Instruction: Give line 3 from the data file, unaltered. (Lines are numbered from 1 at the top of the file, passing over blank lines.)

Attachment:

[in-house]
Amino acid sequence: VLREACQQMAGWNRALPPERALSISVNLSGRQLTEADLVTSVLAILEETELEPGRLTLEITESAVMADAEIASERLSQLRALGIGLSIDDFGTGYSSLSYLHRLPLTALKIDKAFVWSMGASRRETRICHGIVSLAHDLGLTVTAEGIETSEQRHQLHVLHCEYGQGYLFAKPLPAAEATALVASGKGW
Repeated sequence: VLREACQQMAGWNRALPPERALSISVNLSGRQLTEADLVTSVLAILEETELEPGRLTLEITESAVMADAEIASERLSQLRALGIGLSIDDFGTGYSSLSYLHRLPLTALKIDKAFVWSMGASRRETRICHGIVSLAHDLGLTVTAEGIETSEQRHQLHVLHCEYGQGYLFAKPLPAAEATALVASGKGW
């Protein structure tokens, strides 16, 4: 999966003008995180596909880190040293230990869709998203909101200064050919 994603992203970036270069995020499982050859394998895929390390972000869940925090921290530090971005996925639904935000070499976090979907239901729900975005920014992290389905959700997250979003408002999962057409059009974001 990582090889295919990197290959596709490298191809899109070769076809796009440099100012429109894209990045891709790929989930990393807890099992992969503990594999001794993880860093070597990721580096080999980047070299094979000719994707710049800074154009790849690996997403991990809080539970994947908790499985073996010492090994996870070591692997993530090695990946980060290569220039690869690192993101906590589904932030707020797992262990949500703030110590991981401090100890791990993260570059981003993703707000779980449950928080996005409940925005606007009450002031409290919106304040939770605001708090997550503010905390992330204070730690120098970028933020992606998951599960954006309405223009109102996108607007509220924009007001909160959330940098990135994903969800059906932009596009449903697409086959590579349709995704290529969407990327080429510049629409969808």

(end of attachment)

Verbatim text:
Repeated sequence: VLREACQQMAGWNRALPPERALSISVNLSGRQLTEADLVTSVLAILEETELEPGRLTLEITESAVMADAEIASERLSQLRALGIGLSIDDFGTGYSSLSYLHRLPLTALKIDKAFVWSMGASRRETRICHGIVSLAHDLGLTVTAEGIETSEQRHQLHVLHCEYGQGYLFAKPLPAAEATALVASGKGW